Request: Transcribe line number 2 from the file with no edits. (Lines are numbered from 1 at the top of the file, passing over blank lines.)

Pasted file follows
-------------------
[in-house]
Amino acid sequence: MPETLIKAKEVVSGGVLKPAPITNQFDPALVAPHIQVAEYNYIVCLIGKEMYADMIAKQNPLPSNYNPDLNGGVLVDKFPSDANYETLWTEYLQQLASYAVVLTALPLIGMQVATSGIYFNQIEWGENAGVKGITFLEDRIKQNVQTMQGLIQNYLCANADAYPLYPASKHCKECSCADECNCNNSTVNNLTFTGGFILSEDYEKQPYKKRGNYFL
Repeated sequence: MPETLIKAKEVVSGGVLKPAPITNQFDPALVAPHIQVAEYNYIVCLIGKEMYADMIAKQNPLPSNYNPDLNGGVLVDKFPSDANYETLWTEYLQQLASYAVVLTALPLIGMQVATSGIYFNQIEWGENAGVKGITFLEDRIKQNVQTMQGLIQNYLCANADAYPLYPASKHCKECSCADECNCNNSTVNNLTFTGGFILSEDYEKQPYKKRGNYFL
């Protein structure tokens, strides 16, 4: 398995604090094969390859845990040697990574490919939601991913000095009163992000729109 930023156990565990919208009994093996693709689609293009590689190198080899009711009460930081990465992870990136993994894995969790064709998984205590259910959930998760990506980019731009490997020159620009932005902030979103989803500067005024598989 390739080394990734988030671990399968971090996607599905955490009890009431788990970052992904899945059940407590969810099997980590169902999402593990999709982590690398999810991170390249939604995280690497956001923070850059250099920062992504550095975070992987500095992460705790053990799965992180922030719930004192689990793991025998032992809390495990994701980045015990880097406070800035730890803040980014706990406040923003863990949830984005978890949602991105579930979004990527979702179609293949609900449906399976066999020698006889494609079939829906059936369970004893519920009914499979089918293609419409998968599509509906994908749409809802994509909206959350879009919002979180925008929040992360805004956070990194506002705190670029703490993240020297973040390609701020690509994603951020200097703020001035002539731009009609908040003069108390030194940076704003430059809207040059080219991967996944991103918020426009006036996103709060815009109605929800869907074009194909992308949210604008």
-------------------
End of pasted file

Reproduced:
Amino acid sequence: MPETLIKAKEVVSGGVLKPAPITNQFDPALVAPHIQVAEYNYIVCLIGKEMYADMIAKQNPLPSNYNPDLNGGVLVDKFPSDANYETLWTEYLQQLASYAVVLTALPLIGMQVATSGIYFNQIEWGENAGVKGITFLEDRIKQNVQTMQGLIQNYLCANADAYPLYPASKHCKECSCADECNCNNSTVNNLTFTGGFILSEDYEKQPYKKRGNYFL